Research on the topic reveals another crucial attribute as it relates to identifying future leaders: the stress test. Great leaders always seem to have the ability, at least in appearance, to remain calm during situations that make most of the general population fall to pieces.

Why the Stress Test?

Drama in the workplace is the enemy of productivity. Incessant venting can create an emotionally exhausting experience for all involved. Individuals who react, instead of respond, typically do not endear themselves to others within the team.

Alternatively, good leaders can keep cool even when the situation provokes an emotional reaction. But great leaders also help everyone else stay calm and contribute to the imminent situation and impending objectives. There is a difference between managing one’s self and managing the reactions of others, and the two don’t necessarily go hand in hand.

Within the workplace it is common for individuals to achieve promotions based on their commitment to personal success early in their careers. As individual contributors, they can produce more simply by doing more. They can choose to work harder and longer, and to be more productive. There is a tremendous amount of control and correlation with the relationship between effort and outcomes. When promoted into leadership, one suddenly becomes responsible for the work and success of others. Leaders’ efforts alone are often insufficient to achieve results, especially if they lack the coaching ability to adequately influence others. Thus, the stress test is relevant not only for one’s capacity to manage personal emotions, but also to transform the dynamic of the entire workplace.

Screening for Stress

It is commonly known that individuals put their best foot forward throughout the interviewing process – both applicants and hiring managers alike. When do you really get to know what is underneath the surface? What combination of behavioral-based interviewing questions and situational scenarios should we use in order to see a candidate’s true colors under stress? The subject of engaging a candidate in awkward situations in an interview is not widely accepted, likely for good reason. Sighing or interrupting candidates while they are talking, acting aloof and not paying attention, or repeating questions to see if someone gets frustrated doesn’t lend itself to an attraction-based recruitment strategy. Consider some of the following questions to evaluate aptitude:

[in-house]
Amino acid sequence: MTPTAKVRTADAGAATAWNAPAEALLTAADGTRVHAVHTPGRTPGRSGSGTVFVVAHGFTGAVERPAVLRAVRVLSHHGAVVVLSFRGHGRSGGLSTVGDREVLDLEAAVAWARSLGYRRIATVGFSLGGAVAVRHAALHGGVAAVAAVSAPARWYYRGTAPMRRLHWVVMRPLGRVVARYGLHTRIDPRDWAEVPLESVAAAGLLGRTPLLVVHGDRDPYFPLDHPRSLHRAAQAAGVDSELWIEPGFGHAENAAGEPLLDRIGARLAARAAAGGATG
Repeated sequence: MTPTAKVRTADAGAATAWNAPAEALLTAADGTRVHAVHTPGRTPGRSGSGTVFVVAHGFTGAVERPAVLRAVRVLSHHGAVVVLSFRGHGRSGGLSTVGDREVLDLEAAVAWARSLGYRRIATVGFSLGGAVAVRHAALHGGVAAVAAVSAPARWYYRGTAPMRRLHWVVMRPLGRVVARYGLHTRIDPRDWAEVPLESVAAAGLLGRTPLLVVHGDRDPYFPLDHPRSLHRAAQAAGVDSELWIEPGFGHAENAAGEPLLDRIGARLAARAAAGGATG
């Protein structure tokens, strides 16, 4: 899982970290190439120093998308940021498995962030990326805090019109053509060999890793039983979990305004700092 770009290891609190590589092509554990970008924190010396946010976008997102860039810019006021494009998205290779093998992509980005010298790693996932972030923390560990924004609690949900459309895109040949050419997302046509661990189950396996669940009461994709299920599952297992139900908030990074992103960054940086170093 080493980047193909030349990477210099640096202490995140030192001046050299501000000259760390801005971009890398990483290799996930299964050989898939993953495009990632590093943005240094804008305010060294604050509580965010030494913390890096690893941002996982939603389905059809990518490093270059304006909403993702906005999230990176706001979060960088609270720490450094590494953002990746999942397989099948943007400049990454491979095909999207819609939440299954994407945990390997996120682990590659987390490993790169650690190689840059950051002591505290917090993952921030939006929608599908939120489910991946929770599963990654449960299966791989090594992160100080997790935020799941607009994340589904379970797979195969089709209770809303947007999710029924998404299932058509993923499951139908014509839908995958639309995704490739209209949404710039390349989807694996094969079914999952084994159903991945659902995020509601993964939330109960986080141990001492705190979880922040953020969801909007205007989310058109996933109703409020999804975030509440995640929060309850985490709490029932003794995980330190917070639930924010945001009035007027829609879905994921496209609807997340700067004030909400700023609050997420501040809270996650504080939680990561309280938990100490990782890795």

• It doesn’t seem as though you have enough experience for this role. Tell me why you believe we should hire you, or why I’m wrong in my assessment.
  • I don’t think I understand your answer. Can you please explain it differently?
  • How would you handle putting in a couple hours of overtime after a busy, stressful day?
  • Tell me about a time when you didn’t reach a goal. What happened, and what did you learn?
  • How do you prevent a situation from getting too stressful to manage?
  • What advice would you give to calm down a colleague who is stressed out about a deadline?
  • How would you deal with frequent changes at work? Client expectations change, a deadline gets moved up, new inexperienced individuals joining the team, etc.
  • How do you ensure that stressful situations in your personal life don’t affect your work performance?